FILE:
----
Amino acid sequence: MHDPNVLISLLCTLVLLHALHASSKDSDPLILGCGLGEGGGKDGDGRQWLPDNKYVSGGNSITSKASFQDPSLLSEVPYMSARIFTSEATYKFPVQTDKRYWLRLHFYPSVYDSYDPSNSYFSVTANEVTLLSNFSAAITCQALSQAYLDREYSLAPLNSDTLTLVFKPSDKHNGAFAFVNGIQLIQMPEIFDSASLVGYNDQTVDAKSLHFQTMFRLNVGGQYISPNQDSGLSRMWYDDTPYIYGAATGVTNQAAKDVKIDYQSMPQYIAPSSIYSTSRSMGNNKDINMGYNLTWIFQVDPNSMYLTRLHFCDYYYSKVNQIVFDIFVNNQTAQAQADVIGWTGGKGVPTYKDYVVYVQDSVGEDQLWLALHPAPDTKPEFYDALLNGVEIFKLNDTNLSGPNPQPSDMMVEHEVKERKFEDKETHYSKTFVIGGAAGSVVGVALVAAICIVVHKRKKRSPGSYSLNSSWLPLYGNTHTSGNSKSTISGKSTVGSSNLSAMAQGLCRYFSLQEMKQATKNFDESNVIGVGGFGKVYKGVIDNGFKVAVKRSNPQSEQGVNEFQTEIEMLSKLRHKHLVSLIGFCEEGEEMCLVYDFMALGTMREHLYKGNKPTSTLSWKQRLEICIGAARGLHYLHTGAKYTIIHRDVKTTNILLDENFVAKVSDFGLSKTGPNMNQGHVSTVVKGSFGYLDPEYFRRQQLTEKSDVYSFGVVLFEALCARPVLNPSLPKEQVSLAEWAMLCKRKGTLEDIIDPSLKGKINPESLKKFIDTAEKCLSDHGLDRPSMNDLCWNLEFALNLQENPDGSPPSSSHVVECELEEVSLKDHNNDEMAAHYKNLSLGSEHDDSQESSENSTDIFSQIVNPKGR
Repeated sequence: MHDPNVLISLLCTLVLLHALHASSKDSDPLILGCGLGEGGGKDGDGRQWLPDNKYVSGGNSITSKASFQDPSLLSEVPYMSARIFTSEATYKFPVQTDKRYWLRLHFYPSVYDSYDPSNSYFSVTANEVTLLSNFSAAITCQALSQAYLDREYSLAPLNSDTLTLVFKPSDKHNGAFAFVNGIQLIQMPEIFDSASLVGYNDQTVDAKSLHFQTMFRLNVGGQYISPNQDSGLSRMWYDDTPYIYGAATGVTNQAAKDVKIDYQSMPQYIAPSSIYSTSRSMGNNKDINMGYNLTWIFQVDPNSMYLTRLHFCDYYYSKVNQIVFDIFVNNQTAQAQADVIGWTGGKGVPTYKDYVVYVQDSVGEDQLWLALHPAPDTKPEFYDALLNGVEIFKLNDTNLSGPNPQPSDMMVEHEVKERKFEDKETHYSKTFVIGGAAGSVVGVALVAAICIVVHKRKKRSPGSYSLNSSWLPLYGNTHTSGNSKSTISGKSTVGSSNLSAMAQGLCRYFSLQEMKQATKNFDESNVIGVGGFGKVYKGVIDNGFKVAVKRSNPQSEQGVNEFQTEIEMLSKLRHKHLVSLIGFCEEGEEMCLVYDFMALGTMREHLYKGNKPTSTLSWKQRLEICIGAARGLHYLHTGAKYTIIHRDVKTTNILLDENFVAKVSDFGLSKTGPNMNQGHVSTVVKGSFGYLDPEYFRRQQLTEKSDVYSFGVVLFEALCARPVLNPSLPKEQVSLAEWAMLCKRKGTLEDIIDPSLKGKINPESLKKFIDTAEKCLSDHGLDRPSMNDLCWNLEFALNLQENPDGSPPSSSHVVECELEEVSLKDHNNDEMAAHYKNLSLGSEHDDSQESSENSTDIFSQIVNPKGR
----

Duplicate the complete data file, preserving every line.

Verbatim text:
Amino acid sequence: MHDPNVLISLLCTLVLLHALHASSKDSDPLILGCGLGEGGGKDGDGRQWLPDNKYVSGGNSITSKASFQDPSLLSEVPYMSARIFTSEATYKFPVQTDKRYWLRLHFYPSVYDSYDPSNSYFSVTANEVTLLSNFSAAITCQALSQAYLDREYSLAPLNSDTLTLVFKPSDKHNGAFAFVNGIQLIQMPEIFDSASLVGYNDQTVDAKSLHFQTMFRLNVGGQYISPNQDSGLSRMWYDDTPYIYGAATGVTNQAAKDVKIDYQSMPQYIAPSSIYSTSRSMGNNKDINMGYNLTWIFQVDPNSMYLTRLHFCDYYYSKVNQIVFDIFVNNQTAQAQADVIGWTGGKGVPTYKDYVVYVQDSVGEDQLWLALHPAPDTKPEFYDALLNGVEIFKLNDTNLSGPNPQPSDMMVEHEVKERKFEDKETHYSKTFVIGGAAGSVVGVALVAAICIVVHKRKKRSPGSYSLNSSWLPLYGNTHTSGNSKSTISGKSTVGSSNLSAMAQGLCRYFSLQEMKQATKNFDESNVIGVGGFGKVYKGVIDNGFKVAVKRSNPQSEQGVNEFQTEIEMLSKLRHKHLVSLIGFCEEGEEMCLVYDFMALGTMREHLYKGNKPTSTLSWKQRLEICIGAARGLHYLHTGAKYTIIHRDVKTTNILLDENFVAKVSDFGLSKTGPNMNQGHVSTVVKGSFGYLDPEYFRRQQLTEKSDVYSFGVVLFEALCARPVLNPSLPKEQVSLAEWAMLCKRKGTLEDIIDPSLKGKINPESLKKFIDTAEKCLSDHGLDRPSMNDLCWNLEFALNLQENPDGSPPSSSHVVECELEEVSLKDHNNDEMAAHYKNLSLGSEHDDSQESSENSTDIFSQIVNPKGR
Repeated sequence: MHDPNVLISLLCTLVLLHALHASSKDSDPLILGCGLGEGGGKDGDGRQWLPDNKYVSGGNSITSKASFQDPSLLSEVPYMSARIFTSEATYKFPVQTDKRYWLRLHFYPSVYDSYDPSNSYFSVTANEVTLLSNFSAAITCQALSQAYLDREYSLAPLNSDTLTLVFKPSDKHNGAFAFVNGIQLIQMPEIFDSASLVGYNDQTVDAKSLHFQTMFRLNVGGQYISPNQDSGLSRMWYDDTPYIYGAATGVTNQAAKDVKIDYQSMPQYIAPSSIYSTSRSMGNNKDINMGYNLTWIFQVDPNSMYLTRLHFCDYYYSKVNQIVFDIFVNNQTAQAQADVIGWTGGKGVPTYKDYVVYVQDSVGEDQLWLALHPAPDTKPEFYDALLNGVEIFKLNDTNLSGPNPQPSDMMVEHEVKERKFEDKETHYSKTFVIGGAAGSVVGVALVAAICIVVHKRKKRSPGSYSLNSSWLPLYGNTHTSGNSKSTISGKSTVGSSNLSAMAQGLCRYFSLQEMKQATKNFDESNVIGVGGFGKVYKGVIDNGFKVAVKRSNPQSEQGVNEFQTEIEMLSKLRHKHLVSLIGFCEEGEEMCLVYDFMALGTMREHLYKGNKPTSTLSWKQRLEICIGAARGLHYLHTGAKYTIIHRDVKTTNILLDENFVAKVSDFGLSKTGPNMNQGHVSTVVKGSFGYLDPEYFRRQQLTEKSDVYSFGVVLFEALCARPVLNPSLPKEQVSLAEWAMLCKRKGTLEDIIDPSLKGKINPESLKKFIDTAEKCLSDHGLDRPSMNDLCWNLEFALNLQENPDGSPPSSSHVVECELEEVSLKDHNNDEMAAHYKNLSLGSEHDDSQESSENSTDIFSQIVNPKGR